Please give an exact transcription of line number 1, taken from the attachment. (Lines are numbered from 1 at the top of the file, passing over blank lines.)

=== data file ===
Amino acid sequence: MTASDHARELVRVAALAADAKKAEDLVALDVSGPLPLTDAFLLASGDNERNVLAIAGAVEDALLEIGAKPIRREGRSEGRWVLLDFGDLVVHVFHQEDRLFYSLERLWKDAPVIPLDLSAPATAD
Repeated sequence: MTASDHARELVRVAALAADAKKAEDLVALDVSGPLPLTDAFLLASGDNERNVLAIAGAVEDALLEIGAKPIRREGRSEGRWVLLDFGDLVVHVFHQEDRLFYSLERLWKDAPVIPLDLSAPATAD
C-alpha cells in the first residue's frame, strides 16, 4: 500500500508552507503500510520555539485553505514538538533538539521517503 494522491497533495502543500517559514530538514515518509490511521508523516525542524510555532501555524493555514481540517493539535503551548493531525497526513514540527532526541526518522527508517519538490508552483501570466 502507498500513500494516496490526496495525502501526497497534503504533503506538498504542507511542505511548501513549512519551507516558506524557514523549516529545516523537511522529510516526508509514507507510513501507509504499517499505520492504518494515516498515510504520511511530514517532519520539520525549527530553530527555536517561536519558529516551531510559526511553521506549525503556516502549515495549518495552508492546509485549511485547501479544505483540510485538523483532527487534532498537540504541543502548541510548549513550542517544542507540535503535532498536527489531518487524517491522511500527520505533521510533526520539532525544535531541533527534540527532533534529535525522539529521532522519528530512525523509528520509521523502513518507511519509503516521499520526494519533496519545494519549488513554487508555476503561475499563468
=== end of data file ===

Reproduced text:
Amino acid sequence: MTASDHARELVRVAALAADAKKAEDLVALDVSGPLPLTDAFLLASGDNERNVLAIAGAVEDALLEIGAKPIRREGRSEGRWVLLDFGDLVVHVFHQEDRLFYSLERLWKDAPVIPLDLSAPATAD